## Set Theory 2

Set Theory 2:  using sets a little

This is quite difficult to type and you may need to change your choice of browser to read this page. I have used Unicode characters to maximise the number of browsers which will show the characters that I want you to read. The information in the two pages on set theory has a non-empty intersection (some stuff is repeated).

Using capitals for sets and lower case for elements of sets, then set A is a subset of B means that A is contained in or is equal to B, written  A⊆B. The number of distinct subsets within a set is rapidly large.

For set A={a,b,c} the possible sets are {a}. {b}, {c}, {a, b}, {b,c}, {c,a}, {a,b,c} while assuming the order of elements in the set does not matter. So we might recognise that if n(A)=N then n(subsets of A)=N!

There is the concept of the empty set, which has no members, written {} or ø. Is this contained in set A? Under some circumstances yes, and under others, no; this means we need extra adjectives, such as describing a general set as non-zero or not empty. Just when you thought it was safe....

The previous page introduced the ideas of union and intersection. You should have come across Venn diagrams by now, which are a very good graphic way of working with sets. They are, however, hard for me to reproduce, so I’ll restrict myself to other aspects of set theory and point you to some websites that do explain (and draw) Venn diagrams fairly well. Go find them.

Consider just two overlapping sets, A and B. Let’s think about (A∪B)’, those elements ‘not’ in both A and B.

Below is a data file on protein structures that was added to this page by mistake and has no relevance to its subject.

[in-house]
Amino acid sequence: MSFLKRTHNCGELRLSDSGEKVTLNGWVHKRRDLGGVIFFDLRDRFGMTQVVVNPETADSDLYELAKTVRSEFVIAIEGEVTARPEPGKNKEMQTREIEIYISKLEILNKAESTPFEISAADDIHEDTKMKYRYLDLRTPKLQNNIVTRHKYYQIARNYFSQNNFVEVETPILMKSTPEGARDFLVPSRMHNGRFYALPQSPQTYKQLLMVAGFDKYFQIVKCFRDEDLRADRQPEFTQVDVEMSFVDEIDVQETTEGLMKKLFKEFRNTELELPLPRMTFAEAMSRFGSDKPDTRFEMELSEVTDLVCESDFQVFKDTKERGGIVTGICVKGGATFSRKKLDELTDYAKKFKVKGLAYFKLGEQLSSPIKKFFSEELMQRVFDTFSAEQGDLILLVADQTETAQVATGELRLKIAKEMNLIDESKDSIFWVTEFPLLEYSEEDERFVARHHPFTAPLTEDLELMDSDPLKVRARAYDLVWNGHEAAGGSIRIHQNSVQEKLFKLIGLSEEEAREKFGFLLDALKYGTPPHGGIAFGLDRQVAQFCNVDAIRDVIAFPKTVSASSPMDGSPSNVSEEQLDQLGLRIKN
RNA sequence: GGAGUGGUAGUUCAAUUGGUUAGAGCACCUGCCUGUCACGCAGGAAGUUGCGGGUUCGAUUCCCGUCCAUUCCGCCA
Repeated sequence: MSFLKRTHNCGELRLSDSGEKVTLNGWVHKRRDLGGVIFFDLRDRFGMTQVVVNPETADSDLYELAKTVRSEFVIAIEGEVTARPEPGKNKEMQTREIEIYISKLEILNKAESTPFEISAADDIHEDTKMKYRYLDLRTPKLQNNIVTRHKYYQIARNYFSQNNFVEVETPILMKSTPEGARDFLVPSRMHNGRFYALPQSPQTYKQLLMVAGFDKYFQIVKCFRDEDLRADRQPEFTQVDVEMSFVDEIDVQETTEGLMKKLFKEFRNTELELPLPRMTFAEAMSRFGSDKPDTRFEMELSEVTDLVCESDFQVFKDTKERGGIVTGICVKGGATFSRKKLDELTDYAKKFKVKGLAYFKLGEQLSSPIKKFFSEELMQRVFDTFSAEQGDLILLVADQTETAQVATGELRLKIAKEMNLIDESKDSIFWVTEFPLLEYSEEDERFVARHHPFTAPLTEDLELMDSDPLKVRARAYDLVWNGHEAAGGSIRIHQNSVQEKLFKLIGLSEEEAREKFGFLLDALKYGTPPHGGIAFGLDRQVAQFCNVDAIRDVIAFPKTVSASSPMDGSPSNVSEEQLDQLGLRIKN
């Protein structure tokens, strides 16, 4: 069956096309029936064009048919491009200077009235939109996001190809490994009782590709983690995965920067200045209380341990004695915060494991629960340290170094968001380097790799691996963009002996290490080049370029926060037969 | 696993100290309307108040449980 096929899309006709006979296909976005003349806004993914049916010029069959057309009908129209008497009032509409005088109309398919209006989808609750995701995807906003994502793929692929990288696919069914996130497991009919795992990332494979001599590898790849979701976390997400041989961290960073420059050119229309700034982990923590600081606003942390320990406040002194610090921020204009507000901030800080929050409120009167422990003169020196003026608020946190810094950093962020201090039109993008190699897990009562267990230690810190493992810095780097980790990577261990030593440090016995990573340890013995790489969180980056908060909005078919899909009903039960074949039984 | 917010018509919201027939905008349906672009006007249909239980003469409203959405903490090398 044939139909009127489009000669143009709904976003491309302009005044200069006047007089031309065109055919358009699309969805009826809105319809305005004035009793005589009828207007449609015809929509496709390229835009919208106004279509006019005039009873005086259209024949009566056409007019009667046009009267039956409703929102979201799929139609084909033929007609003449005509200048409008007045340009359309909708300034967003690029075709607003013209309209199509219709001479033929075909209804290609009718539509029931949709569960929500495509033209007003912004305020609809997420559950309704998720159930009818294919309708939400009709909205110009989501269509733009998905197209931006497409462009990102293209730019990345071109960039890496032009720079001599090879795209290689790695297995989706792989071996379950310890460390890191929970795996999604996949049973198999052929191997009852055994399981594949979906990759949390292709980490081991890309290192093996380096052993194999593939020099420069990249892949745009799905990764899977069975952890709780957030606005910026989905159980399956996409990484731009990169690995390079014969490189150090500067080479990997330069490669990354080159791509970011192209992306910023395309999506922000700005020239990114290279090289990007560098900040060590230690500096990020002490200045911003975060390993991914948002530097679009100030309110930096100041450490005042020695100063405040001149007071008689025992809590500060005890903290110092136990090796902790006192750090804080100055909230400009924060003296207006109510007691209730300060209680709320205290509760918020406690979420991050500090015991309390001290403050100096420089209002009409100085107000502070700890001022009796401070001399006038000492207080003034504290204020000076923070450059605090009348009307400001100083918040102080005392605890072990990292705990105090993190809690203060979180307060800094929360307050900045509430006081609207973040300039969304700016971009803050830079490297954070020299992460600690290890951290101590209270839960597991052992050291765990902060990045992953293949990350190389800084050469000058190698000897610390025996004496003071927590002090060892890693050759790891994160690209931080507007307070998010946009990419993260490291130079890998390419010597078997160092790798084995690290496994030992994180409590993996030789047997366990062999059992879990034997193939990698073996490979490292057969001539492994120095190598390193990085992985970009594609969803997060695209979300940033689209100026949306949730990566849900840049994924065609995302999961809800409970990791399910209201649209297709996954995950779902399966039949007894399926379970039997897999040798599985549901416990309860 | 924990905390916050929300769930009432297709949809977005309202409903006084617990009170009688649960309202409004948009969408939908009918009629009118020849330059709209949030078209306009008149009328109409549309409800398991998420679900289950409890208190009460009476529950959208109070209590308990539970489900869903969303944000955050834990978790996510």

I claim this is also A∩B’.
Evidence: let ξ be positive integers below ten, and let A={2,3,5,9} and B={1,3,4,5,7,9}. Then A∪B={1234579} and (A∩B)’={6,8}. A’={1,4,6,8} and B’={2,6,8} so A’∩B’={6,8}.

Similarly, I claim that (A∩B)’=A’∪B’. A∩B={3,5,9} so (A∩B)’={1,2,4,6,8}. But, using the lists above A’∪B’ = {1,2,4,6,8} which is the same thing.

Once you are convinced this is so, you will accept that the general rule is that the ‘not’ treatment reverses, inverts or swaps the ∩ and ∪ symbols.

What about distributive features? Could (A∪B)∩C be written differently? Well of course it can, but you may not say different is simpler. Using the sets above, add C={1,4,8,9} and let’s look at (A∪B)∩C, which is {1,2,3,4,5,7,9}∩{1,4,8,9}={4,9}. Meanwhile A∩C={9} and B∩C={4,9} so (A∪B)∩C=(A∩C)∪(B∩C).

Exercise:

Students doing this for revision: convert the expressions in Q1-6 so that the bracket disappears: if necessary, check using the sets in the example.

To students doing this topic for the first time, for Q1-6 write out the set that fits the description and see if you can find another way to describe those elements without the brackets.

1   (A’∩B)‘                                              2    (A∪B’)’

3   (A∩B)∪C                                          4    (A∪B’)’∪C

5   (A∩B)’∪C                                          6   (A∪B)’∩C’

7.   Draw the venn diagram for yourself that represents the example used above; treat this as an exercise in following instructions. Draw (and label A,B,C) three equal sized overlapping circles and draw a rectangle around them. Insert the numbers in the (eight) spaces. In my diagram, only {3,5} belong in the same space and no space is empty.

Write an expression that identifies:

8       only the {7}                                   9    {1, 4, 9}

10     {3, 5, 9}                                          11    only the {9}

12     {6, 8}                                             13    {2, 6, 7, 8}

DJS 20130429

Email: David@Scoins.net      © David Scoins 2018